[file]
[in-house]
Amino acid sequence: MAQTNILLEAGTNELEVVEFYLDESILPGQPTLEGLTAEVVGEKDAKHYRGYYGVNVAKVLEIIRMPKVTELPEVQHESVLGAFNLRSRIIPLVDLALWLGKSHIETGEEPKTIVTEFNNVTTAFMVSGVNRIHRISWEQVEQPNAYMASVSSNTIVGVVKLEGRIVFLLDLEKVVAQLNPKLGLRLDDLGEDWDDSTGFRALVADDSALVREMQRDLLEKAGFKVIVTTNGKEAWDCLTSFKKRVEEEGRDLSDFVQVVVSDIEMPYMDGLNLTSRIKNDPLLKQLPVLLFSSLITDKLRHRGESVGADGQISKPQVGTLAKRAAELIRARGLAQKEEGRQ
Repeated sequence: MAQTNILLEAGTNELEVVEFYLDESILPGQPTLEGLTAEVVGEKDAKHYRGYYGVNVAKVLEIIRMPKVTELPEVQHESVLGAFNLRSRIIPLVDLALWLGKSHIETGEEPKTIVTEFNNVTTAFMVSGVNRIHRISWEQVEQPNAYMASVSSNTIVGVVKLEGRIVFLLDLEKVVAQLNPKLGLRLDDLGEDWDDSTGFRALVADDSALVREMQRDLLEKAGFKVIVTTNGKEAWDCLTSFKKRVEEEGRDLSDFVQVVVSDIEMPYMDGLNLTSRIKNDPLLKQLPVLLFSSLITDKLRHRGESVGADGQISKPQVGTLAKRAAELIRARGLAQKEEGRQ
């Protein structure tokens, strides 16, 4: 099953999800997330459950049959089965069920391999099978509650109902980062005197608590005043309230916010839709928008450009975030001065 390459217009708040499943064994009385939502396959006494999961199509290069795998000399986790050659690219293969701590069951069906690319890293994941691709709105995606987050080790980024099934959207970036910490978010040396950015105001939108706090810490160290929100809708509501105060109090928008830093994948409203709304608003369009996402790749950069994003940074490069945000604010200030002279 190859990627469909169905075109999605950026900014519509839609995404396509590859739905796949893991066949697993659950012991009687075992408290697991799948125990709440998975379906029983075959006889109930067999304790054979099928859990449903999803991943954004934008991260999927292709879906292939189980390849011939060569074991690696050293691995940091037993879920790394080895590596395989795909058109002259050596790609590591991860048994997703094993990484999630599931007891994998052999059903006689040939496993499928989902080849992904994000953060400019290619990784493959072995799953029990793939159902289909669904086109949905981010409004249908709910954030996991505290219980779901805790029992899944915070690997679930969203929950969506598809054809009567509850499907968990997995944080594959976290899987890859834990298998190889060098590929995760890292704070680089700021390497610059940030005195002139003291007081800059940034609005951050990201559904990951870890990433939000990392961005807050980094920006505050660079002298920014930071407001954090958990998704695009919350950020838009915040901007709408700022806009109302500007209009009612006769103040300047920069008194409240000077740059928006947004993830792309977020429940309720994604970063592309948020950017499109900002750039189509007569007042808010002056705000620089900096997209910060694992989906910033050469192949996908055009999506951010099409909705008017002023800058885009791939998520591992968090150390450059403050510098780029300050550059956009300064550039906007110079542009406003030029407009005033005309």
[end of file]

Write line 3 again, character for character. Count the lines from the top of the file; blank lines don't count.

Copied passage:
Repeated sequence: MAQTNILLEAGTNELEVVEFYLDESILPGQPTLEGLTAEVVGEKDAKHYRGYYGVNVAKVLEIIRMPKVTELPEVQHESVLGAFNLRSRIIPLVDLALWLGKSHIETGEEPKTIVTEFNNVTTAFMVSGVNRIHRISWEQVEQPNAYMASVSSNTIVGVVKLEGRIVFLLDLEKVVAQLNPKLGLRLDDLGEDWDDSTGFRALVADDSALVREMQRDLLEKAGFKVIVTTNGKEAWDCLTSFKKRVEEEGRDLSDFVQVVVSDIEMPYMDGLNLTSRIKNDPLLKQLPVLLFSSLITDKLRHRGESVGADGQISKPQVGTLAKRAAELIRARGLAQKEEGRQ